On Choosing the Right Words (usage) and William Zinsser

Once a month the editors at my workplace get together for a meeting we call “Editors on Editing.” It’s a great time. We set aside one hour each month to talk about the crafts of writing and editing. We compare notes, share books, tell stories, and laugh a lot. We also take turns leading the discussion at each meeting.

On writing wellWe’re going to have the September meeting tomorrow. In preparation, the colleague leading the meeting asked the rest of us to read through William Zinsser’s chapter on usage from On Writing Well (chapter 7).

On Writing Well is easily one of the best books on writing I have ever read. I’ve recommended it countless times and I reference it frequently. The chapter on usage is a gem. Not only does Zinsser convincingly argue his points, he keeps you laughing all the way through. His witticisms made me laugh out loud as I read them again in preparation for today’s meeting.

My colleague also asked us to be prepared to answer these questions:

1) What are some current words or phrases that are growing in acceptance but that still bother you?

2) Can you think of any words or phrases that have been granted acceptibility despite having a somewhat distasteful past?

3) How do you feel about the following constructions? Are they becoming acceptable in a world that cares less and less about proper usage?
My son went to dinner with my wife and I.
The school administrators decided to up their tuition rates.
Everyone should bring their own lunch. 

Here are the answers I’ve prepared.  All of them use examples from the publishing industry. What do you think? 

1) [a] Impact and impactful. Common usage of these words sound too violent (The car made an impact with the tree; vs. That book really impacted me.), “Impactful” just sounds ridiculous (We increased our Facebook ads to create a more impactful marketing campaign). [b] I regularly hear the word target used when the word aim should have been (We’re going to target that consumer with this advertisement). [c] I hear the word strategically used to dress up sentences in conference rooms, usually creating redundancy in sentence (Let’s think through this and create a strategic plan to release this book with a specific goal in mind. — I’m not kidding. I hear sentences like these all the time.) [d] I hear the word jealous used when envious should be used (I’m so jealous that you got that advance; vs. I’m envious that you got an advance. I’m jealous about letting anyone else talk to my editor). [e] Literally. This word is so commonly abused. Just go talk to someone and you’ll hear it done — literally. [f] Words with the suffix ‘ize’ that shouldn’t have them, unless you’re trying to be funny (Let’s Twitter-ize this marketing campaign; vs. I’m going to mayonn-ize this sandwich.)

2) Sexy and hardcore. [a] During high school I was into the new ska music of the late ’90’s. We used to talk about hardcore ska bands and hardcore punk bands. Later on in college I would say things like, “He is super hardcore into video games.” But isn’t hardcore a pornography term? Isn’t it originally meant as a descriptor to separate ‘soft’ porn from the extra nasty stuff? By using hardcore instead of committed, fanatic, devoted to, or enamored with, are we comparing otherwise good things with fetishes? [b] It strikes me as distasteful when the word sexy is used outside of the subject of sex. I’ve heard new computers, iPhones and iPads, book covers, marketing plans and a thousand other non-sexual things described as sexy. Why not cool, modern, savvy, current, or even just awesome? “We’ve put together a sexy campaign that will make this product a best seller.” “Sexy new flat screens on sale for $99.” Ugh. Seriously? When did sexiness become the epitome of cool? The day your new phone makes you want to take off your pants is the day you have a hardcore problem.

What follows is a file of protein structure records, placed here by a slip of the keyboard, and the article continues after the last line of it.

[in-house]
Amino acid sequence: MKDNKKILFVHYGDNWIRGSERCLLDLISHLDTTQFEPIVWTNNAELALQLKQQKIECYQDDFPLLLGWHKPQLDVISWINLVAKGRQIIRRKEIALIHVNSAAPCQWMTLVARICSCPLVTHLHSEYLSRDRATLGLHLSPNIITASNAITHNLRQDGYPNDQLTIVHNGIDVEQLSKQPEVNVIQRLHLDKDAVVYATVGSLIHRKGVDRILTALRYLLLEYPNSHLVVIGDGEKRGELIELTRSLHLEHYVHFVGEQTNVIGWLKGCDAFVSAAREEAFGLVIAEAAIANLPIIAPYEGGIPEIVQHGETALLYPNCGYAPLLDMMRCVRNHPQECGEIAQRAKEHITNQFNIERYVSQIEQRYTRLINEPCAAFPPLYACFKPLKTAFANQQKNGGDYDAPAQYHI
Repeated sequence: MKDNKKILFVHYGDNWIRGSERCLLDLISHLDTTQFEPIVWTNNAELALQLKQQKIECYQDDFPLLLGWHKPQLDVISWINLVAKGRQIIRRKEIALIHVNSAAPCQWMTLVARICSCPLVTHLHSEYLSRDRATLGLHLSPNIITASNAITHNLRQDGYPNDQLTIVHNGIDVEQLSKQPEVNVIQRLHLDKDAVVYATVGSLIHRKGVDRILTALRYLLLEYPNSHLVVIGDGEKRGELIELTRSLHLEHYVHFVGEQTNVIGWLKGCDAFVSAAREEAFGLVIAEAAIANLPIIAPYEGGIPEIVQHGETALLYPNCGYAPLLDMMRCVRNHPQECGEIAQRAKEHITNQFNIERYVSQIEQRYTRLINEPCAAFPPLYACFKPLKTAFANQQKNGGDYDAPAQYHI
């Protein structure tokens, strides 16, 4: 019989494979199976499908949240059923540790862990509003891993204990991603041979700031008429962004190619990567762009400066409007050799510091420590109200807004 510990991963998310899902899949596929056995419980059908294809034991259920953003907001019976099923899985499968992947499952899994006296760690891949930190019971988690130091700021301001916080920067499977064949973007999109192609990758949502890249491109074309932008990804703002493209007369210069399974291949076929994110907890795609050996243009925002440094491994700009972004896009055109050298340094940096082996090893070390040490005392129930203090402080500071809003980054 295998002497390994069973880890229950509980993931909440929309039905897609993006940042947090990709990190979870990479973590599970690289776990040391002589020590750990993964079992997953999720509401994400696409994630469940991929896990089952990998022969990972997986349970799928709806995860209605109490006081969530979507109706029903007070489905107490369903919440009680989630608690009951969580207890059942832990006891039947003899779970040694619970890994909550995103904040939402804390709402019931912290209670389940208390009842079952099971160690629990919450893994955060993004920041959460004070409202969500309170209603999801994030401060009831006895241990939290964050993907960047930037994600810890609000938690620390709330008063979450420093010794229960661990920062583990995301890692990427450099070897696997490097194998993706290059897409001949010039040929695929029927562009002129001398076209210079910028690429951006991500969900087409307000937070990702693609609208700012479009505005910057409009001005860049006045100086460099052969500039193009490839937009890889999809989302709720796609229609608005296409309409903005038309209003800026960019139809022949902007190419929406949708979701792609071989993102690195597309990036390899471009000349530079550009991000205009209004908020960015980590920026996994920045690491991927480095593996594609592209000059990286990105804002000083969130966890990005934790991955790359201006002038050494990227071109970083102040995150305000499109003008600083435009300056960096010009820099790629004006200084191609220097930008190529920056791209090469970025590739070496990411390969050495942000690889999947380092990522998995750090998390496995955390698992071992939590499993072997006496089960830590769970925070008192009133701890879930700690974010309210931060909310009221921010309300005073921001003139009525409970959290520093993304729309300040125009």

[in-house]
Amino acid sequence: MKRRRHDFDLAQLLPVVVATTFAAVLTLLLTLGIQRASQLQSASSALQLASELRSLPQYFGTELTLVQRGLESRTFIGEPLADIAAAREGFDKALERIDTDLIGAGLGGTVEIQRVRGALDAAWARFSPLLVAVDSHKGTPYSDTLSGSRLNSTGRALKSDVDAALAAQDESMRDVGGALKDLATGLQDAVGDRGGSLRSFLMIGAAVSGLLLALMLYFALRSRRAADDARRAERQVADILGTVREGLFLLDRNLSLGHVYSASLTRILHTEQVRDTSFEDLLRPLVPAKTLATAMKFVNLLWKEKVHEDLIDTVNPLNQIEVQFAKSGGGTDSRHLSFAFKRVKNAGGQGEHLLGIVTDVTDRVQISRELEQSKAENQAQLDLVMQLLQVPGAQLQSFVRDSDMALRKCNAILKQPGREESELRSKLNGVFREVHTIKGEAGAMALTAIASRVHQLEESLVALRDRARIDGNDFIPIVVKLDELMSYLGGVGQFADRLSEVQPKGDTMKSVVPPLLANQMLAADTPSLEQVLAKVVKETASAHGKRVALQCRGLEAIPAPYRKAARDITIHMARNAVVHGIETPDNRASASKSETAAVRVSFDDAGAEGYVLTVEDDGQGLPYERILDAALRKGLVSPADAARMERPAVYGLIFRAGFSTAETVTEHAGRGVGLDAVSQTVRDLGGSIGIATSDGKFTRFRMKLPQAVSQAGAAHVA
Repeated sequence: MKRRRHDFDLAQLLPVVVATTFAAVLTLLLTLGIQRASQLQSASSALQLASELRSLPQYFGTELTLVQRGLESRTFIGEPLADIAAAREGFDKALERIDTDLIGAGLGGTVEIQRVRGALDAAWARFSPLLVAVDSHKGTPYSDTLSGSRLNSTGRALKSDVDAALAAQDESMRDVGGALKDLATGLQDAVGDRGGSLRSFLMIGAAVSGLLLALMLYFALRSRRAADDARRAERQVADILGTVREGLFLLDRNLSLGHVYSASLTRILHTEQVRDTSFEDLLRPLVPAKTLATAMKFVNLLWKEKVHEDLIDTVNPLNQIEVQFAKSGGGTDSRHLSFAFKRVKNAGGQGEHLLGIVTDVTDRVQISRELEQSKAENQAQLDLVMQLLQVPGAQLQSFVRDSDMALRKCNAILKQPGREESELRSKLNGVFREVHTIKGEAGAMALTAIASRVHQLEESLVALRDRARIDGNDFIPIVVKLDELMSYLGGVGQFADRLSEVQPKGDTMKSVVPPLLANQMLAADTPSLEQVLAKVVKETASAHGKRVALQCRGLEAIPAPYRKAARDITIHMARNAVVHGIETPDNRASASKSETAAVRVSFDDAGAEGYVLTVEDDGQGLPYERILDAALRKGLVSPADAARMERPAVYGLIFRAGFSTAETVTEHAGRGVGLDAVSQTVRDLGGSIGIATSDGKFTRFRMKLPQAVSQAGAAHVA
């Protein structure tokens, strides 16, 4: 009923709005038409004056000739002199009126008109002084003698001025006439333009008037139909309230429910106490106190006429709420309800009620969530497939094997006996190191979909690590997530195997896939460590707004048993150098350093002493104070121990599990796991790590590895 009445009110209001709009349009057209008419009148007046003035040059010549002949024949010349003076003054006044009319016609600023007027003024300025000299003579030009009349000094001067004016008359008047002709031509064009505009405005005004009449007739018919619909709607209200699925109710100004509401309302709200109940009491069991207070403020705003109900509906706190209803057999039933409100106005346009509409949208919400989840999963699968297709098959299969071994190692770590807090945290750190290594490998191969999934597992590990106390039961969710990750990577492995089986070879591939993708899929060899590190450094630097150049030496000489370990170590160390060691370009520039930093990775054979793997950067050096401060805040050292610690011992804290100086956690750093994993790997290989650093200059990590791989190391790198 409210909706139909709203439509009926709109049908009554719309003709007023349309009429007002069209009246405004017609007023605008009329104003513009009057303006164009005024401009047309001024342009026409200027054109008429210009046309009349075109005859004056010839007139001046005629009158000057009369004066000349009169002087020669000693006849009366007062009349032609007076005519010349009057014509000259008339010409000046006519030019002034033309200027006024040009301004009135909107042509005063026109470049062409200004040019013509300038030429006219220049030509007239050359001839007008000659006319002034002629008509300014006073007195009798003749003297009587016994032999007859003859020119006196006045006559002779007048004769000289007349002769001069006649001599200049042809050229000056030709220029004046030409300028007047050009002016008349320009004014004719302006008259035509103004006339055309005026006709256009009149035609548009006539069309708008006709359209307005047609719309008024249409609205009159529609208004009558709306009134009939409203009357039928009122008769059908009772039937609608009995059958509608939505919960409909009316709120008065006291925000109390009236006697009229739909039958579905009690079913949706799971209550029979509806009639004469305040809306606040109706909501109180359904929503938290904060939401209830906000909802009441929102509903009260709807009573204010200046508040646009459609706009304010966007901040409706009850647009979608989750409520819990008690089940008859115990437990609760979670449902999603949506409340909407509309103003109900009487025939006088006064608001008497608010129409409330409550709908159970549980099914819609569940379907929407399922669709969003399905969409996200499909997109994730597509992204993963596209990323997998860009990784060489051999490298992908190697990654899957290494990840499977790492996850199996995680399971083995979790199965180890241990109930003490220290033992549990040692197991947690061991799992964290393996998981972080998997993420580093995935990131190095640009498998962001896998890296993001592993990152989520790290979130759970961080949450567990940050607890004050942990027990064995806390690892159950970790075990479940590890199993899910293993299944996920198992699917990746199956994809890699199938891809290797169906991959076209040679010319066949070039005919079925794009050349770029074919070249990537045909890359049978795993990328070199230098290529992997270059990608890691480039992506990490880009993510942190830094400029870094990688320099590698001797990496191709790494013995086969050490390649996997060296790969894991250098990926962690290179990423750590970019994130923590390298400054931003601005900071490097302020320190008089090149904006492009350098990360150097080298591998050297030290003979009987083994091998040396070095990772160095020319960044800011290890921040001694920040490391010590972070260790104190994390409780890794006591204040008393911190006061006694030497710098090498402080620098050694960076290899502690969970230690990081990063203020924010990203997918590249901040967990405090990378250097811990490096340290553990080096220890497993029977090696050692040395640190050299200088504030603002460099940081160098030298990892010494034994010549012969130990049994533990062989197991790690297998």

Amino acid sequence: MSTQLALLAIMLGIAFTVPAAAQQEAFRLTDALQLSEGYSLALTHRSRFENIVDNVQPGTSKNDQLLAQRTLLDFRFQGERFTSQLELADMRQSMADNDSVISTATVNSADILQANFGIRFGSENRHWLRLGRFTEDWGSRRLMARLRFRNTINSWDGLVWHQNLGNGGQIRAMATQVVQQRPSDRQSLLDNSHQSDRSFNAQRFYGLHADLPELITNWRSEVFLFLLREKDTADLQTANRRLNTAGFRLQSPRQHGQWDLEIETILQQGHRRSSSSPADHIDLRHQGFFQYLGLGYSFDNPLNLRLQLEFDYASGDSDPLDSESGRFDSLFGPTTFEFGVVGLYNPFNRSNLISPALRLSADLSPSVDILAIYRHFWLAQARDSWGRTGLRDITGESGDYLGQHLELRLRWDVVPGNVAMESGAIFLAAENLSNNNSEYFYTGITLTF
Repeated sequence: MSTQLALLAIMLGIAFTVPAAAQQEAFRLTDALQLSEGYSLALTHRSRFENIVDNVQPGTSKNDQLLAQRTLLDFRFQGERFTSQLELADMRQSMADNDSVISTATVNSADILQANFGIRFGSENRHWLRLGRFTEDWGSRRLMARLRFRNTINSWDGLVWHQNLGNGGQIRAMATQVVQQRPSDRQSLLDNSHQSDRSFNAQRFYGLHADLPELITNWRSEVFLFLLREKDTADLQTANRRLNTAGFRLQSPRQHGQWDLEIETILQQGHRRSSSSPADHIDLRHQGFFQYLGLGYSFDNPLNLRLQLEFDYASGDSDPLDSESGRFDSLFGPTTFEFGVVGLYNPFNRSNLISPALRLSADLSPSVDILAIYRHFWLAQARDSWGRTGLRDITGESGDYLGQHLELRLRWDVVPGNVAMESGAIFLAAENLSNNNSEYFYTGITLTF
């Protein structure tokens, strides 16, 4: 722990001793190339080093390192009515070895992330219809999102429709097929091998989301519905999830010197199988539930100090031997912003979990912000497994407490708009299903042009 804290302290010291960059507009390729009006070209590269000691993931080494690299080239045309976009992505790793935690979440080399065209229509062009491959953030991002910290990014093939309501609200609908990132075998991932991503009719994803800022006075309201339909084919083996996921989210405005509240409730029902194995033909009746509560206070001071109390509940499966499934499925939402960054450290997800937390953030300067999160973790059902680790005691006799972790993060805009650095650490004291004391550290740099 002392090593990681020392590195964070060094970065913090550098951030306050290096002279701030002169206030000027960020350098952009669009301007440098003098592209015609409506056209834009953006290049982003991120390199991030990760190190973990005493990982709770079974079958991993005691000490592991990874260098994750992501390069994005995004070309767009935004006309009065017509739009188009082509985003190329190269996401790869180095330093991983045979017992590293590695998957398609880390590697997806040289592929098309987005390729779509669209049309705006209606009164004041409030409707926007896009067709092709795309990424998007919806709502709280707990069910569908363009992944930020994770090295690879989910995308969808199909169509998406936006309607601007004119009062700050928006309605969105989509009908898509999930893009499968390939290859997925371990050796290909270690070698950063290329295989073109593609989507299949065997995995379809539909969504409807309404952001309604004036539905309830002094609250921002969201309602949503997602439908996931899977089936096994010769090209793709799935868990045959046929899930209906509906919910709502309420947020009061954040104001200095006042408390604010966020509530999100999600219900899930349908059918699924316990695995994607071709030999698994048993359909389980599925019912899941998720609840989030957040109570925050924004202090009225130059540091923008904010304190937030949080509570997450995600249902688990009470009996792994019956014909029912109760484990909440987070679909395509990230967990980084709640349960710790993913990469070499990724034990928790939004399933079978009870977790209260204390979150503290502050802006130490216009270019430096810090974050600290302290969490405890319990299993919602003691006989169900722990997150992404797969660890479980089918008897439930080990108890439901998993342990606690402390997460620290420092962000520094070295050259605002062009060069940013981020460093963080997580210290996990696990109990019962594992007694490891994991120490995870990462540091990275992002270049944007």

3) How do you feel about the following constructions? Are they becoming acceptable in a world that cares less and less about proper usage?
My son went to dinner with my wife and I. — This is common. It’s perceived to be correct. I often use I and me incorrectly too.
The school administrators decided to up their tuition rates. — Up should be raise. This is just poor English.
Everyone should bring their own lunch. — I can’t decide on this one. I think “his and her” sentences cause clumsy reading. Especially if you have to read it over and over again. (Everyone should bring his or her own lunch. Then, if everyone could put his or her lunch into his or her locker, we’ll get started.) I think I’m fine with their.

I make no claims to be an expert on word usage. (I used both workplace and convincingly in unconvincing ways in this post alone.) But I’ve obviously got opinions. What about you?


3 thoughts on “On Choosing the Right Words (usage) and William Zinsser

  1. cubfann

    I agree with you on the words impact and impactful. Our old Zondervan friend Rich Tatum would also agree. He once went on a rant about how those are primarily terms used in dentistry. As for me, what bugs me is laziness in speaking and writing. I think of someone describing something as awesome or cool. These are very nondescript descriptive words. Let’s use words that make the reader, listener feel like they are present. When everything is awesome, nothing is.

    Other words that bug me are filler words such as “just”, “really”, and “very”.

    1. Andrew Rogers Post author

      I agree. Cool is probably the filler word that I resort to the most. It means to me the same thing that good means. “That shirt is cool.” “That shirt looks good.” We get away with stuff like this in conversation, but when written they are boring.


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